Visit Claire Prentice's website.

--Marshal Zeringue

Sunday, October 12, 2014

"Crooked River"

New from William Morrow: Crooked River: A Novel by Valerie Geary.

About the book, from the publisher:

With the inventiveness and emotional power of Promise Not to Tell, The Death of Bees, and After Her, a powerful literary debut about family and friendship, good and evil, grief and forgiveness.

He is not evil. I am not good.

We are the same: broken and put back together again.

Still grieving the sudden death of their mother, Sam and her younger sister Ollie McAlister move from the comforts of Eugene to rural Oregon to live in a meadow in a teepee under the stars with Bear, their beekeeper father. But soon after they arrive, a young woman is found dead floating in Crooked River, and the police arrest their eccentric father for the murder.

Fifteen-year-old Sam knows that Bear is not a killer, even though the evidence points to his guilt. Unwilling to accept that her father could have hurt anyone, Sam embarks on a desperate hunt to save him and keep her damaged family together.

I see things no one else does.

I see them there and wish I didn’t. I want to tell and can’t.

Ollie, too, knows that Bear is innocent. The Shimmering have told her so. One followed her home from her mom’s funeral and refuses to leave. Now, another is following Sam. Both spirits warn Ollie: the real killer is out there, closer and more dangerous than either girl can imagine.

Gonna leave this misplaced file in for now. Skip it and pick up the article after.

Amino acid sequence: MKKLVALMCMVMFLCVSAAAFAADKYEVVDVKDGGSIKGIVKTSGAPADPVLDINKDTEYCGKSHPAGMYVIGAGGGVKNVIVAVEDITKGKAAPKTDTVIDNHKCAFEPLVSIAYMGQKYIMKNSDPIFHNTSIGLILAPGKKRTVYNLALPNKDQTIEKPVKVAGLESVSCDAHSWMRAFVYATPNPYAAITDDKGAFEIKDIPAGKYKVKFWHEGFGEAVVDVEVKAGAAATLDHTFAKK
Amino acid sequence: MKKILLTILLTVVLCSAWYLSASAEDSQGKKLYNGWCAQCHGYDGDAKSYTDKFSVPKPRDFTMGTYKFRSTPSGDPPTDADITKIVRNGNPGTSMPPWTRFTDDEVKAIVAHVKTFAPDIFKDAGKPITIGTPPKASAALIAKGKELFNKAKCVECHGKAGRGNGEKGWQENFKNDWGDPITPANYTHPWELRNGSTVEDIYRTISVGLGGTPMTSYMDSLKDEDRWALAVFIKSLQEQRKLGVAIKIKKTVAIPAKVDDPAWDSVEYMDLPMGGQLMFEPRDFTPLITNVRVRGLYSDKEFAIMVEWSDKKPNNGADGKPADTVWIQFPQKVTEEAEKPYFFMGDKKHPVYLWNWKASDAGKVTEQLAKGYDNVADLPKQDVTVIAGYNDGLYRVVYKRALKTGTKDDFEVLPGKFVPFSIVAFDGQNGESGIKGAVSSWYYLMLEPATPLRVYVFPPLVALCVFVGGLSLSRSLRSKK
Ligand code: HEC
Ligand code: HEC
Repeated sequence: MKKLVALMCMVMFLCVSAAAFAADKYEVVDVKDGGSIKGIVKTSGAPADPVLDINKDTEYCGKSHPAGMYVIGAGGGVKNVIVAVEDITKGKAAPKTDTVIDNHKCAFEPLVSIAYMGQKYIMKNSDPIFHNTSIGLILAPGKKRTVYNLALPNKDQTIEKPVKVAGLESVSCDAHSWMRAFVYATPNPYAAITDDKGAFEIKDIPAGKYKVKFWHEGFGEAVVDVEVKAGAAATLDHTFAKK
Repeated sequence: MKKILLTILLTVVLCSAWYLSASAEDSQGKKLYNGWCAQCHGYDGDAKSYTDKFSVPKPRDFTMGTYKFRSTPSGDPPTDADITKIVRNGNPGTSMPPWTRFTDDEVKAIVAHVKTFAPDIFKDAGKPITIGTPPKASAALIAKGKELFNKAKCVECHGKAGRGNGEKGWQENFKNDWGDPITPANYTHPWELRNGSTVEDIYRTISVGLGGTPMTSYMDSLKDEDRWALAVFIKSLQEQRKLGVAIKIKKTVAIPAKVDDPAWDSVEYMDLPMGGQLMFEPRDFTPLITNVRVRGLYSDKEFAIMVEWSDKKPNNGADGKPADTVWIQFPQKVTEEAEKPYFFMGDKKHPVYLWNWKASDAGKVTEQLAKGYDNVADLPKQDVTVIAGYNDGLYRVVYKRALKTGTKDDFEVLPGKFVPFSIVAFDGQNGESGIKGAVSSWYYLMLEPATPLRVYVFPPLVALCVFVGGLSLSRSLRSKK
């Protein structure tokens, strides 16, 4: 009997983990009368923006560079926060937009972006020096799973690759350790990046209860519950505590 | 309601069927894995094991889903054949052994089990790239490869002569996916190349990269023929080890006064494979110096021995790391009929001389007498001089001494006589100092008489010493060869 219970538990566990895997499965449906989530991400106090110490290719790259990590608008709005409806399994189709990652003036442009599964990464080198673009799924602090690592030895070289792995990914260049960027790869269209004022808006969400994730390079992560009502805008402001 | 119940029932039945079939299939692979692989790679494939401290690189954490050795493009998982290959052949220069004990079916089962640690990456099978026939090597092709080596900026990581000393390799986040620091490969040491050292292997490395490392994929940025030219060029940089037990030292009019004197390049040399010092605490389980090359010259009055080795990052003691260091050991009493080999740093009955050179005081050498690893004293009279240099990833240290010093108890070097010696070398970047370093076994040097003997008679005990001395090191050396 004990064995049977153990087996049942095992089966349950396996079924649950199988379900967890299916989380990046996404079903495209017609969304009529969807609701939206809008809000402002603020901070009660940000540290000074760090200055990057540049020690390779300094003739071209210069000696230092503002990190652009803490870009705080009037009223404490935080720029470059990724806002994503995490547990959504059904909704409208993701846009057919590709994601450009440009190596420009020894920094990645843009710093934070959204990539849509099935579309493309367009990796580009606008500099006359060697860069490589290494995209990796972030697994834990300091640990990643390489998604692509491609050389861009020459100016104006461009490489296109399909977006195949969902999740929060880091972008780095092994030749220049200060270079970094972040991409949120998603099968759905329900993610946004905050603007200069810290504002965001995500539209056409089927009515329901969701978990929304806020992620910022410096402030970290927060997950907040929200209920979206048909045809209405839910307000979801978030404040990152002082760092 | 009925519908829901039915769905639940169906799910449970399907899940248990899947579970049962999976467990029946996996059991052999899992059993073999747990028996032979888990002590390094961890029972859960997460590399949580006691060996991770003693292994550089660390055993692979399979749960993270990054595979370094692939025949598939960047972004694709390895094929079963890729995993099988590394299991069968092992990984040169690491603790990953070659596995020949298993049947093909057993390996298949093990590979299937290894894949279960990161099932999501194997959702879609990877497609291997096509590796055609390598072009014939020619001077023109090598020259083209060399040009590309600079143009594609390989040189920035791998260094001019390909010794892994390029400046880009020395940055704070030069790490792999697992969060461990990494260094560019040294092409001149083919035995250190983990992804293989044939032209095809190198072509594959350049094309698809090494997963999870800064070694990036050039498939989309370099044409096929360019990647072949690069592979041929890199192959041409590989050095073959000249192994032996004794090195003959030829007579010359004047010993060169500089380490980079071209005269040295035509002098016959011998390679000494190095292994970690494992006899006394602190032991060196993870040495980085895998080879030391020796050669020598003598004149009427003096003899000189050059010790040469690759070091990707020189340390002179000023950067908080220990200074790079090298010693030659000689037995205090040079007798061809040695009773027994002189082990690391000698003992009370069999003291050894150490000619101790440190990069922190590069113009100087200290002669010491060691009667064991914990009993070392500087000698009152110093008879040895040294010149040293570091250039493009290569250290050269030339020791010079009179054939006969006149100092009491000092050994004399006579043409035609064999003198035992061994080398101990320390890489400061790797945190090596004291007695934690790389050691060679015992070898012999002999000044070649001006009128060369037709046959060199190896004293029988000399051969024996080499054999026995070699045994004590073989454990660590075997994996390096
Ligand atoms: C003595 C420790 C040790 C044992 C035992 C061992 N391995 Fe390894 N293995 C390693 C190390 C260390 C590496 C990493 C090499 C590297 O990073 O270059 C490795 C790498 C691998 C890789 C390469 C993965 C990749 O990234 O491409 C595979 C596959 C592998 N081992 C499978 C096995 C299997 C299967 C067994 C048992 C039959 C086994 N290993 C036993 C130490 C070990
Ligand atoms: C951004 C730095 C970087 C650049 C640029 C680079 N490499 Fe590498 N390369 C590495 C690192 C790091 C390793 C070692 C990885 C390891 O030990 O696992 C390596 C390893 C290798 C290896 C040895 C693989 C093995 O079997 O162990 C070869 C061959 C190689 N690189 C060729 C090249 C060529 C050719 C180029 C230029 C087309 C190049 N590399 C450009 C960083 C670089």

Told in Sam and Ollie’s vibrant voices, Crooked River is a family story, a coming of age story, a ghost story, and a psychological mystery that will touch reader’s hearts and keep them gripped until the final thrilling page.
Visit Valerie Geary's website.

--Marshal Zeringue

"An Irish Doctor in Peace and at War"

New from Forge Books: An Irish Doctor in Peace and at War: An Irish Country Novel by Patrick Taylor.

About the book, from the publisher:

Long before Doctor Fingal Flahertie O’Reilly became a fixture in the colourful Irish village of Ballybucklebo, he was a young M.B. with plans to marry midwife Dierdre Mawhinney. Those plans were complicated by the outbreak of World War II and the call of duty. Assigned to the HMS Warspite, a formidable 30,000-ton battleship, Surgeon Lieutenant O’Reilly soon found himself face-to-face with the hardships of war, tending to the dreadnought’s crew of 1,200 as well as to the many casualties brought aboard.

Life in Ballybuckebo is a far cry from the strife of war, but over two decades later O’Reilly and his younger colleagues still have plenty of challenges: an outbreak of German measles, the odd tropical disease, a hard-fought pie-baking contest, and a local man whose mule-headed adherence to tradition is standing in the way of his son’s future. Now older and wiser, O’Reilly has prescriptions for whatever ails…until a secret from the past threatens to unravel his own peace of mind.

Shifting deftly between two very different eras, Patrick Taylor’s latest Irish Country novel reveals more about O’Reilly’s tumultuous past, even as Ballybucklebo faces the future in its own singular fashion.
Visit Patrick Taylor's website.

--Marshal Zeringue

Saturday, October 11, 2014

"The Lodger"

New from Thomas Dunne Books: The Lodger: A Novel by Louisa Treger.

About the book, from the publisher: